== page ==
Anti-abortion demonstrators, center left, argue with abortion-rights activists outside the...

Anti-abortion demonstrators, center left, argue with abortion-rights activists outside the Supreme Court in Washington, on June 25. Credit: AP/Steve Helber

Are you a vegetarian or a carnivore? If a vegetarian, do you eat eggs and milk products? Onions and other vegetables pulled up out of the ground? Vegetarian or carnivore, how do you feel about the other?

Deer hunters and broccoli lovers seldom come to blows, but do disagree. Some do not understand how a Christian can eat meat, while it makes no sense to others that cattle should have the same rights as people. Jains think that pulling onions or potatoes out of the ground is violence, which seems ludicrous to those who do not see vegetables as endowed with feelings. Hunters believe culling the herd is more compassionate than letting Bambi starve from overpopulation. Everyone has a point, but their point makes sense only to those who share their assumptions.

The Supreme Court decision overturning Roe v. Wade is a victory for the Catholic and evangelical Christian churches, and a defeat for everyone else — roughly two-thirds of Americans. It allows states to restrict abortion based on a theological belief and more than half the states are poised to take an extreme step, including the claim that a fertilized egg has the same rights as its mother. This is certain to inflame religious tensions.

Those who see human personhood as beginning at conception are duty-bound to reject abortion and want it outlawed, but those who believe personhood is conferred with your first breath find it incomprehensible to call this medical procedure homicide.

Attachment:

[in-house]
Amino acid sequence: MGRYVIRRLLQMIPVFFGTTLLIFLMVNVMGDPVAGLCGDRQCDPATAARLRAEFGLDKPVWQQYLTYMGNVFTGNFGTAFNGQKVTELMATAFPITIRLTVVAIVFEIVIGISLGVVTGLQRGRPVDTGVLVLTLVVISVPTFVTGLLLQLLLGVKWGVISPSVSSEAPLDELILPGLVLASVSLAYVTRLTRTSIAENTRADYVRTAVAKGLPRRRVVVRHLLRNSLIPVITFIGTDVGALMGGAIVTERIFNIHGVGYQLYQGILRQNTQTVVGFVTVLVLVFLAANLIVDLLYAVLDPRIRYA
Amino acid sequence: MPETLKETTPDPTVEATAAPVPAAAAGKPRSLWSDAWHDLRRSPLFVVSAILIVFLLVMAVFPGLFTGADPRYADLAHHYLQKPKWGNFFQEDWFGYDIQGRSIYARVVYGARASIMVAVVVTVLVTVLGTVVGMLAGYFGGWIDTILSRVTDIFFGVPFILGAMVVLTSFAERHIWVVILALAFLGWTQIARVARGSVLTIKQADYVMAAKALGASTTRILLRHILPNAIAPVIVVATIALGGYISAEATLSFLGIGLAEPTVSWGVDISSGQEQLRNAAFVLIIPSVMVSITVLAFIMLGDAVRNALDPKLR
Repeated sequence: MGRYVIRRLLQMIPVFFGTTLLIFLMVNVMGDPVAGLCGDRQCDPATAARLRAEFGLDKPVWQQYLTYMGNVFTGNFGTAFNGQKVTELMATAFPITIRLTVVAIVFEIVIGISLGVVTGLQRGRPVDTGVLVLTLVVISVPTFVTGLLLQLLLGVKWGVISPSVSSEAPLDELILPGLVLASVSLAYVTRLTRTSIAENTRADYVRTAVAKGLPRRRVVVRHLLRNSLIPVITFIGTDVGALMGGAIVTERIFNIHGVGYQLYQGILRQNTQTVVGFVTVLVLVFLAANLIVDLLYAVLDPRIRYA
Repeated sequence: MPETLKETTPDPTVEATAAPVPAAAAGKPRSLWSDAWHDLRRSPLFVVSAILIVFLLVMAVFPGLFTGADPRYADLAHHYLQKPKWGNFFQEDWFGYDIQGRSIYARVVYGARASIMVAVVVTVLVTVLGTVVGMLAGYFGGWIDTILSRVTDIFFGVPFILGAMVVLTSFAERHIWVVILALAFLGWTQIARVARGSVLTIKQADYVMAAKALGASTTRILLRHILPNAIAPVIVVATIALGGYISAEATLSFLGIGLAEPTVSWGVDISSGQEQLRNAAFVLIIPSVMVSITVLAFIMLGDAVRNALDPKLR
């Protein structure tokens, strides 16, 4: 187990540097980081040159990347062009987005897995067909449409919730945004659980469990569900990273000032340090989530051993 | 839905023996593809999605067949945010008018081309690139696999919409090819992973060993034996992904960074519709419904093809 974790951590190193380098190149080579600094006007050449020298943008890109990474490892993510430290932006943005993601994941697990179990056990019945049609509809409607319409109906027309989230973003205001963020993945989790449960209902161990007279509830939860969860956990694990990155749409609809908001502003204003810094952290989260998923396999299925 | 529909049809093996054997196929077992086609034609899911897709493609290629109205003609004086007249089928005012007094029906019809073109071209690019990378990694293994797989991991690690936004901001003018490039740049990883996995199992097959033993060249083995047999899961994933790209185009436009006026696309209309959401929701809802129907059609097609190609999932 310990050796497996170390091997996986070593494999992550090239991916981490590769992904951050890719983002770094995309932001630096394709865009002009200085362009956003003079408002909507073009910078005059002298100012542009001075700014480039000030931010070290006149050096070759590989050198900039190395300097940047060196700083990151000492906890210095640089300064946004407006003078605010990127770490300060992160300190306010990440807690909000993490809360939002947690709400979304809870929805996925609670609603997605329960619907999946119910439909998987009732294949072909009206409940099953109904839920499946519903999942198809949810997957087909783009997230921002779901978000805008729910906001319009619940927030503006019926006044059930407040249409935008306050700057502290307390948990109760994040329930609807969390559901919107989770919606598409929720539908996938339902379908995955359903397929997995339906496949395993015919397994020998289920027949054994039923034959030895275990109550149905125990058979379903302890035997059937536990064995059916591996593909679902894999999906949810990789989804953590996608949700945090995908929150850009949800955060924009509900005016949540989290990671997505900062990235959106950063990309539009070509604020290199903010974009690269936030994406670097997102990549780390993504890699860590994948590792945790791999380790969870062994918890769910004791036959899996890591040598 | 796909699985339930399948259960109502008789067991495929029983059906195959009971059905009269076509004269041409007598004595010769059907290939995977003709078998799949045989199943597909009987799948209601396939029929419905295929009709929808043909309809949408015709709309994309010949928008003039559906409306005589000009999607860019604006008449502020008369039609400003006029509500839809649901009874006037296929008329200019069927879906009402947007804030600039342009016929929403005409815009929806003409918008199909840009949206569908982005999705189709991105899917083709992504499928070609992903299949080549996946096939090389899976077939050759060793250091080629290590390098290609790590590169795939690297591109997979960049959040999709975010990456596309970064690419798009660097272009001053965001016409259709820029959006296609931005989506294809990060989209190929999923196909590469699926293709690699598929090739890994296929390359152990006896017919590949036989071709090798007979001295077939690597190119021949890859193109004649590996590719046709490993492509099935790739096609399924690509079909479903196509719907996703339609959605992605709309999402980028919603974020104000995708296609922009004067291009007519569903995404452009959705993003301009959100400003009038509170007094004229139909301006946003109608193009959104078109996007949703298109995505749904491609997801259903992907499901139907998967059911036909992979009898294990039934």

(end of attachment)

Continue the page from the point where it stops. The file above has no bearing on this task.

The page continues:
It is wrong, however, to condemn others’ intentions on the basis of your own presuppositions. Onion-eaters do not wish to torture defenseless vegetables and deer hunters are not violating the rights of anyone they recognize as having them. It is unfair to say that Christians who support legal abortion “have little regard for human life,” since they do not recognize a fetus as a human being (or oppose abortion personally but think banning it is bad public policy). It is equally unfair to claim that abortion opponents oppose women’s rights, since nobody believes we have a right to commit murder.

When we talk about abortion, most of us assume we are right about the key question: Is a zygote a human being? In this, as in other matters of faith, your answer can be believed but not proved.

The Rev. Thomas Goodhue

The Rev. Thomas Goodhue Credit: Newsday Staff/Kathy Kmonicek

When Christians quote Scripture to support their position, they often quote “Thou shalt not kill” from the Ten Commandments — but unless the fetus is a person, ending a pregnancy is not murder. The Hebrew Scriptures, I am told by those who know better than I, assume that you become a person when the nephesh (breath or spirit) enters your body. When pregnancy threatens a woman’s life, Jewish law not only permits abortion but requires it. The scriptures of other faiths sometimes condemn abortion and sometimes permit it.

Pro-choice Christians note that Jesus never said a word about this issue and that the Bible does not explicitly prohibit abortion, in contrast to the laws of surrounding cultures, but an argument from silence is never a strong one.

It may not be very convincing to argue, “If my assumption is right, then you are wrong,” but that is the most honest thing any of us can say. It would be foolish to expect either camp to stop fighting for its position, but we can and should expect ourselves to not lie about our differences.

This guest essay reflects the views of Rev. Thomas W. Goodhue, a United Methodist clergyman who led the Long Island Council of Churches for 17 years.

This guest essay reflects the views of Rev. Thomas W. Goodhue, a United Methodist clergyman who led the Long Island Council of Churches for 17 years.

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